Periodically, this blog will discuss various hot topics surrounding Labor Law issues. This may include such issues as: discrimination, sexual harassment, paid family leave and drug testing among others. Let’s look at an issue that has been in the news most recently, hair discrimination.
The most recent headlines involving hair discrimination have happened in the last few years. In August of 2018, a Louisiana sixth grader was kicked off school grounds because her braided hair violated school policy. In December 2018, a high school student was told he had to choose between cutting his dreadlocks or forfeit his wrestling match. And in December 2019, a high school senior was suspended for wearing dreadlocks and was told he would not be able to walk at graduation if he did not change his hair. Going a few more years back, a leading federal circuit court case concerning hair discrimination involved a claim against an insurance company, who withdrew a potential employees job offer because she refused to cut her natural dreadlocks. These events and other have led states to create legislation such as the CROWN Act.
What is the CROWN Act? CROWN is an acronym for Creating a Respectful and Open World for Natural Hair. The Crown Act is a law which ensures protection against discrimination based on hairstyles by extending statutory protection to hair texture and protective styles in the Fair Employment and Housing Act (FEHA) and state Education Codes.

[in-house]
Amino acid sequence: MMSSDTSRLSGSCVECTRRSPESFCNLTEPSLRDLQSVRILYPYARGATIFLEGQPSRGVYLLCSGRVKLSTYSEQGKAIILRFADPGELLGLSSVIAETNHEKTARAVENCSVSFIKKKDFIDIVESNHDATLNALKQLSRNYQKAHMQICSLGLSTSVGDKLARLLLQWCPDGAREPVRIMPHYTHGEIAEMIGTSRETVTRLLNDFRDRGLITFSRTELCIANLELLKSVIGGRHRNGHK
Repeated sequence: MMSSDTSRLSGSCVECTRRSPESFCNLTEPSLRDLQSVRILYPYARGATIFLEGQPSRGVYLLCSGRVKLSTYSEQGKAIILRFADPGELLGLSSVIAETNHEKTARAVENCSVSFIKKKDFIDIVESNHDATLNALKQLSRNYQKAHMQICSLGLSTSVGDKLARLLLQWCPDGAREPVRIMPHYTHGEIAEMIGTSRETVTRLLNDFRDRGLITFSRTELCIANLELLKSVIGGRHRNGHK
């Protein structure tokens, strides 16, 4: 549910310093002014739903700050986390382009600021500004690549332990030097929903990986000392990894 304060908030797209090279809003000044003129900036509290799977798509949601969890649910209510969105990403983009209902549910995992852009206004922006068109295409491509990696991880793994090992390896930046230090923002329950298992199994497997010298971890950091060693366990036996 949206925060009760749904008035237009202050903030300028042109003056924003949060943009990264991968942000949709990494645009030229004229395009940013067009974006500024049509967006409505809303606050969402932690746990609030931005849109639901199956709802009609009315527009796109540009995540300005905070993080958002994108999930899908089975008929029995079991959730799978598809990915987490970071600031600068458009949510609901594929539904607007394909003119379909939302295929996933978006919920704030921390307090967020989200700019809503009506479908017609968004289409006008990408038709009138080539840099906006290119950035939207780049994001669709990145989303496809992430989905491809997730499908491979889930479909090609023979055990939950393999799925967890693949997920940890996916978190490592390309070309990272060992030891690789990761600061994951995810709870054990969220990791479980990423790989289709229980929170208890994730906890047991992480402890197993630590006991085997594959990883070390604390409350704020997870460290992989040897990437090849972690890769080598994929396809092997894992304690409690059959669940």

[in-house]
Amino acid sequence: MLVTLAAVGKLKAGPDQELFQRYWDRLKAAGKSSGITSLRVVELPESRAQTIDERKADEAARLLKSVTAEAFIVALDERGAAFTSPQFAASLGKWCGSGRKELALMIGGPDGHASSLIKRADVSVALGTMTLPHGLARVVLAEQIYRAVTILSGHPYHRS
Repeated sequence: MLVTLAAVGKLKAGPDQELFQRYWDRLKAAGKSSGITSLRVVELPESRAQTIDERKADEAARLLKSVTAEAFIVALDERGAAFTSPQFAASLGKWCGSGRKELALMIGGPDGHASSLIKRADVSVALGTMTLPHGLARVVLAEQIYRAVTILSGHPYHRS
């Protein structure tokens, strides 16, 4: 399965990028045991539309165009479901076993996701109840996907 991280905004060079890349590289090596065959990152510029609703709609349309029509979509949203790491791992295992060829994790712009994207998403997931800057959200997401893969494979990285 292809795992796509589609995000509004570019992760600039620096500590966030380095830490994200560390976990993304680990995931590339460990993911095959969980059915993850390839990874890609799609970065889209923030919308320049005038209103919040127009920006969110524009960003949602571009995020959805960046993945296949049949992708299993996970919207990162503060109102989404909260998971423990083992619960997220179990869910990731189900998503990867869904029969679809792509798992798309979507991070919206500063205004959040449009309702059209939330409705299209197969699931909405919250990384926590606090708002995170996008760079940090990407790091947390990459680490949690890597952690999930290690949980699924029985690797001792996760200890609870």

What states have enacted this law? California was the first state to expand the definition of race in the Fair Employment and Housing Act, ensuring protection in workplaces and public and charter schools, effective January 1, 2020. Other states are considering the CROWN Act and have either pre-filed, filed or formally stated an intent to introduce their own anti-hair discrimination laws including New York, New Jersey and most recently Virginia on March 3, 2020. Twenty-five additional states and some cities have pending legislation: Alabama, Arizona, Colorado, Delaware, Florida, Georgia, Illinois, Kansas, Kentucky, Louisiana, Maryland, Massachusetts, Michigan, Minnesota, Missouri, Nebraska, Oregon, Pennsylvania, South Carolina, Tennessee, Washington, West Virginia, and Wisconsin.
How does the CROWN Act affect my business? The CROWN Act or similar type laws could affect your business in various ways. Some include:
· Dress codes and grooming guidelines may need to be reviewed and updated
· Companies may be required to provide personal protective equipment concerning an employee’s hair
· During job interviews, hair style cannot be a consideration to hire or not to hire
· Managers and supervisors will need to be trained to not discriminate based on natural hair styles
· Employers may need to consult legal advice to clarify any hair discrimination policies and procedures
If an employee feels as if they have been discriminated against because of hair style, they can contact the Equal Employment Opportunity Commission (https://www.eeoc.gov/).
The information contained in this blog cannot be considered as legal advice. It is provided for general information only. Contact the U.S. Department of Labor (DOL) or your state’s Labor Department or agency for legal advice.